Agents of Incompetence: ATF Seizes 'Toys,' Then Touts Their Danger (Part II)
It is quite a stretch for U.S. Customs inspectors at the Port of Tacoma to declare that they recently intercepted machine guns, especially when the devices they confiscated were two models of a well-known brand of high-end Airsoft toys. To make such a claim, Customs relied upon a Bureau of Alcohol, Tobacco, Firearms, and Explosives (ATF) determination that these toys could have parts replaced or modified to turn it into a weapon capable of firing real bullets in automatic mode.
For such a claim to be true, the modified toy would have to:
- accept M4/M16-type military magazines
- strip a cartridge from the magazine and push it up the feed ramp into the toy's chamber
- have a functional fire control group action, barrel, and gas system to cycle the weapon
- withstand (structurally) the high heat and pressures of a firearm cycling at hundreds of rounds per minute
Both Airsoft Outlet Northwest (the retailer/importer the Airsoft guns were seized from) and AirSplat (the nation's largest Airsoft retailer) stock and have experience with the various configurations of the WE Tech Airsoft gas blowback systems, and both claim to have had experts attempt see how these toys could possibly be converted into functioning firearms. Airsoft Outlet Northwest took a previously delivered (without incident) WE Tech to a gunsmith that specializes in the AR platform. The gunsmith determined the following:
- The WE TTI M4s lack any sort of functional gas tube which is integral to an AR15's operation
- The upper receiver of an AR15 fits onto the lower of the WE TTI M4
- The stock trigger pack in the WE TTI cannot strike the firing pin of a AR15 bolt
- The body of the WE TTI lower is several mils thinner than an AR15 lower, and shims would be needed for any AR trigger pack to work
- The trigger pack of an AR15 appears to be able to fit onto the lower receiver of a WE TTI M4, one of the AR15 trigger pack retaining pins is impossible to insert without major modification, and the hammer isn't operable with the WE TTI lower.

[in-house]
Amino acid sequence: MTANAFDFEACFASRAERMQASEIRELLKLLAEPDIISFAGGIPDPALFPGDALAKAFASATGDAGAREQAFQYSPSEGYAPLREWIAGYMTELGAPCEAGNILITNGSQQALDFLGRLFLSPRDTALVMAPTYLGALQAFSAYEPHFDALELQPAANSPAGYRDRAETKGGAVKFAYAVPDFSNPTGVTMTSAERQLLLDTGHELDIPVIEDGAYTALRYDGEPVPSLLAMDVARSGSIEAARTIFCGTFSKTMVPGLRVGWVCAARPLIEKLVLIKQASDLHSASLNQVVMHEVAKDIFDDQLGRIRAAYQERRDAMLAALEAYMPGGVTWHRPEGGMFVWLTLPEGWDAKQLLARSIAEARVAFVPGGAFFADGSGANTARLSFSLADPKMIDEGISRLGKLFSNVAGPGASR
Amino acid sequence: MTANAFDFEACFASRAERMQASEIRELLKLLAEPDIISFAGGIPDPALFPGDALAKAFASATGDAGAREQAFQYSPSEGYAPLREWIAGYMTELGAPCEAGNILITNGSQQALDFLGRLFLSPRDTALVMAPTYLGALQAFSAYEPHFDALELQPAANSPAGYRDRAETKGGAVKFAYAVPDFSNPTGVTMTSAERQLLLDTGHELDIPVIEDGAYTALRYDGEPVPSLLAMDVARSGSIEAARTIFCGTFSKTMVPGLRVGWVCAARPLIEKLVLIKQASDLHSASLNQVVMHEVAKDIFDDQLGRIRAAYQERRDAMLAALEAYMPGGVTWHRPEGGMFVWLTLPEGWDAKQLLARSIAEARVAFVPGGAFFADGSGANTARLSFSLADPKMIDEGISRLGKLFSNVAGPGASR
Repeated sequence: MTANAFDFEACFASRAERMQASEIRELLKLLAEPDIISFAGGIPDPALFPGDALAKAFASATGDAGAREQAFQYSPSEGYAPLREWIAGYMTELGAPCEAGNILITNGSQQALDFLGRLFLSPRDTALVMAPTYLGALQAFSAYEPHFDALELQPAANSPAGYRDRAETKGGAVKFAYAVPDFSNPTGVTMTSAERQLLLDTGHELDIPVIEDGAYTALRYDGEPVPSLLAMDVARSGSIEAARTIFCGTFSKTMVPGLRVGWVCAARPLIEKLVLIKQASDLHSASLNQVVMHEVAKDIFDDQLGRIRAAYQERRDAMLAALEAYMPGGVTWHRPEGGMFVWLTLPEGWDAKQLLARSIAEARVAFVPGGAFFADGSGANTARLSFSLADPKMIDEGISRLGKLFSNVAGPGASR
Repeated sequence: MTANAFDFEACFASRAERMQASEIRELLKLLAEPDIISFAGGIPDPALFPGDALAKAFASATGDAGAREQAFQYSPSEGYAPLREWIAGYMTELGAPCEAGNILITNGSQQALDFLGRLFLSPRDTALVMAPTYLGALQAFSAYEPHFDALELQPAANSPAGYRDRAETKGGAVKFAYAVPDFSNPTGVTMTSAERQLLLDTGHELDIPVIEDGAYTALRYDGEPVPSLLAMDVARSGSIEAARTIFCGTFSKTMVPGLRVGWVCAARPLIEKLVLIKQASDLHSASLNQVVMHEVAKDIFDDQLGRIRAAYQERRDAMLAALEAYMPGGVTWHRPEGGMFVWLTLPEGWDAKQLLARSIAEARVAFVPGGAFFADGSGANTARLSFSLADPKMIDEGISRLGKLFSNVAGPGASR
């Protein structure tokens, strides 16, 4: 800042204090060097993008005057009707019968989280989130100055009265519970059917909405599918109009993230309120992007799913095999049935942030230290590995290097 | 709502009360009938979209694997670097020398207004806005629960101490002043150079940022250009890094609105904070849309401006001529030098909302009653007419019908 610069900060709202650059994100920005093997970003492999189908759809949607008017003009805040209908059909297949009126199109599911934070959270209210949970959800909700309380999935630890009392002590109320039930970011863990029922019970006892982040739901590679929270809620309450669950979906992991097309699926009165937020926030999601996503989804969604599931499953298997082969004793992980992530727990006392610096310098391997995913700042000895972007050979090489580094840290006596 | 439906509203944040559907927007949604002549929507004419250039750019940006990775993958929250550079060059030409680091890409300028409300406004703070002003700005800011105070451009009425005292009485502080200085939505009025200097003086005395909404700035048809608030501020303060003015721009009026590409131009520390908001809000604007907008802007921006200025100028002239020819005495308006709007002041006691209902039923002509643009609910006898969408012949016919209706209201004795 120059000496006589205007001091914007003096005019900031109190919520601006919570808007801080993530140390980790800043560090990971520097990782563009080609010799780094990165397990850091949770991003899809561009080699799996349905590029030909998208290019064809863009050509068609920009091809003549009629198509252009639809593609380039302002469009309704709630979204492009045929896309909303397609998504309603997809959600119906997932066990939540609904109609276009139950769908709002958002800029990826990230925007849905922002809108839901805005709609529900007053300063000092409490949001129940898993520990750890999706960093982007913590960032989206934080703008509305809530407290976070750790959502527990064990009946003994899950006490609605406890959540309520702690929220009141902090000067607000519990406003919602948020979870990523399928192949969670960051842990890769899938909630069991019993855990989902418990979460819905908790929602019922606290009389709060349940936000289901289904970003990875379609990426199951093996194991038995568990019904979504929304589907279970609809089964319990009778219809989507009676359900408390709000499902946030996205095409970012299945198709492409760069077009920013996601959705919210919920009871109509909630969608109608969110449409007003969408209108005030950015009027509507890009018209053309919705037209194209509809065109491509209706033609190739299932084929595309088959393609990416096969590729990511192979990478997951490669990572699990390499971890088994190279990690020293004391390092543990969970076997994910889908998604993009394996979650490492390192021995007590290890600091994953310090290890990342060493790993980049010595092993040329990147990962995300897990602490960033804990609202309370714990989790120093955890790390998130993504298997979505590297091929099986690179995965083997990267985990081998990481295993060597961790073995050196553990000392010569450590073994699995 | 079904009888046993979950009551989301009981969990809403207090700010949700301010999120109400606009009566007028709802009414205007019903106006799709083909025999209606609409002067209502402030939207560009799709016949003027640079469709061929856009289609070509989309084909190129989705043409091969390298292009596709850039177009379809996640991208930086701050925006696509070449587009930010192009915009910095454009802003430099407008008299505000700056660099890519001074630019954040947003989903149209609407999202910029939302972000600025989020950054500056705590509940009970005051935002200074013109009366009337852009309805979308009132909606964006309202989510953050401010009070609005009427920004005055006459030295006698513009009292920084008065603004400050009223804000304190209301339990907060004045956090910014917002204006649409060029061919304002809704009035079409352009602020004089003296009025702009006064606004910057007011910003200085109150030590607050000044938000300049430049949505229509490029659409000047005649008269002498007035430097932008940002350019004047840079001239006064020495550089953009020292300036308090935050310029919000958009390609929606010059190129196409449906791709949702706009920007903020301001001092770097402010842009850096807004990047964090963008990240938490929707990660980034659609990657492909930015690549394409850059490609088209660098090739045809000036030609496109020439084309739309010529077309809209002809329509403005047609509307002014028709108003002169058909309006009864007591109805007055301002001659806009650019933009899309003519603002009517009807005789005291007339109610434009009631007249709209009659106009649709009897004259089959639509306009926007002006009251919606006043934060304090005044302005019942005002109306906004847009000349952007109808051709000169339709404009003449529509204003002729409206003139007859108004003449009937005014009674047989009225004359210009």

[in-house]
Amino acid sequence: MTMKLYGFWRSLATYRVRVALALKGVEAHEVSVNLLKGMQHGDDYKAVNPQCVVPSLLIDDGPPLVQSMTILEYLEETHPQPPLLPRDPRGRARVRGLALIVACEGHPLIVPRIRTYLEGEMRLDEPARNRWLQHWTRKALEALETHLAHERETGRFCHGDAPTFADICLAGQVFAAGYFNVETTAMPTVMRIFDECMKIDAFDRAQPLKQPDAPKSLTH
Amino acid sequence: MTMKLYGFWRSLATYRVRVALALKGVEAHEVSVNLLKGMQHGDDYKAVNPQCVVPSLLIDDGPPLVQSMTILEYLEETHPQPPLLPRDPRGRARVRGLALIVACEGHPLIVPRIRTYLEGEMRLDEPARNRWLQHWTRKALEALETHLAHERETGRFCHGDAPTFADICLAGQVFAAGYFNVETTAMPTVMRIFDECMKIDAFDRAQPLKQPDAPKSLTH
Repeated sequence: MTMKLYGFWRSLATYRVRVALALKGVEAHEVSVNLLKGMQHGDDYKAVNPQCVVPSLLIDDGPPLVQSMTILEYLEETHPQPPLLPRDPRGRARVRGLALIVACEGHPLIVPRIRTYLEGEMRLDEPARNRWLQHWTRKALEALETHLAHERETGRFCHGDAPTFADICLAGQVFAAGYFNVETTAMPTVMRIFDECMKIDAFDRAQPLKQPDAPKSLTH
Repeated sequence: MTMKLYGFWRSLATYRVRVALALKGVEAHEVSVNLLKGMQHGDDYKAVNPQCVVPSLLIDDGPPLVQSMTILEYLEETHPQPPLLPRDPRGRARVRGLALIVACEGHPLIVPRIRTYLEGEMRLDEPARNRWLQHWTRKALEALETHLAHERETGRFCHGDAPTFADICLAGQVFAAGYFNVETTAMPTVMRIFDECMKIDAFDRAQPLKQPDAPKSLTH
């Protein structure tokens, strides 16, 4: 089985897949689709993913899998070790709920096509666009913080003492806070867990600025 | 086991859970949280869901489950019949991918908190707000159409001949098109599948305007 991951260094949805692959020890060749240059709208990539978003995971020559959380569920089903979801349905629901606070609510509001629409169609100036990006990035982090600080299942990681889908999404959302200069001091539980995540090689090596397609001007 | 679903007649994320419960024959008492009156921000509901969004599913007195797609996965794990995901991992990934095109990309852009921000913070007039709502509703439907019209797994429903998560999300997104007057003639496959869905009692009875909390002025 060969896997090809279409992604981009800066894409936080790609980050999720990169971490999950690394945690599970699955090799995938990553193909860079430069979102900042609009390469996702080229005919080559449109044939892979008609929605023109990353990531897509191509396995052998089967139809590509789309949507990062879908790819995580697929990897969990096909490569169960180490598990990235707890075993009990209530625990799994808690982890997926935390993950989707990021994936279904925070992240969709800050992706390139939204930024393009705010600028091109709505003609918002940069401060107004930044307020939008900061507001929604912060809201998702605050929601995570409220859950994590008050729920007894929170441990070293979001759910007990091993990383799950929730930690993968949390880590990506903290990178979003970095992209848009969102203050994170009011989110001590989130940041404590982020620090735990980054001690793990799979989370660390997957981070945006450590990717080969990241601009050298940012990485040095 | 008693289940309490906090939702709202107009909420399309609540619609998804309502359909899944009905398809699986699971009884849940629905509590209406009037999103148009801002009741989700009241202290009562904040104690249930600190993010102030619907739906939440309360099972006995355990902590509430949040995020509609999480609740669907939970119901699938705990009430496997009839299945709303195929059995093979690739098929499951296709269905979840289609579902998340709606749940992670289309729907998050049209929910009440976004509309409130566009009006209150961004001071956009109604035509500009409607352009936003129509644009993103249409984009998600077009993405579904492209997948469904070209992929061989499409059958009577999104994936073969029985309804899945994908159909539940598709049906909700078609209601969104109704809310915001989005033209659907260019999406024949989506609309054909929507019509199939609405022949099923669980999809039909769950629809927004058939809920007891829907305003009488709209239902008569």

In short, the gunsmith determined that the entire upper receiver would have to be replaced by an upper from a real M4/M6 type rifle to have a hope of functioning, and a trigger pack from a real M4 would have to undergo extensive modification to even fit. And even when modified to fit, it wouldn't fire. If this gunsmith is correct, then all the effort to take a $400 toy and $600-plus of real gun parts -- plus significant labor from a proficient gunsmith -- would result in a thousand-dollar club less functional than the original toy, unable to fire real bullets or Airsoft pellets.
AirSplat, which has had samples of the exact same firearms in the past and which carries WE Tech products, had a slightly different experience in their attempts to see if these toys could be converted into weapons. They also had a tester who seemed supremely qualified to be in a position of being able to tell a toy gun from a fake one. Jon Dibblee was an Army infantryman for six years before being honorably discharged as a sergeant last year. He currently works for AirSplat, and he conducted tests with other employees on several models of gas blowback M4 replicas, trying to see if they would work with real M4 parts.
In the models they reviewed, Jon and his team determined the same fundamental conversion problem that dogged every attempt to turn an Airsoft gun into a real one, and that was the quality of the materials used in Airsoft construction. While quite acceptable for use in compressed-gas powered toys, the metals and plastic used in Airsoft would melt under the temperatures generated by real firearms, if they didn't blow apart from the high pressures first. The all-important component (from a legal perspective) that determines whether or not a product is a gun or a toy is the lower receiver, which all Airsoft distributors contacted have confirmed are made of inexpensive pot metals that can not withstand the heat or pressures generated by authentic firearms.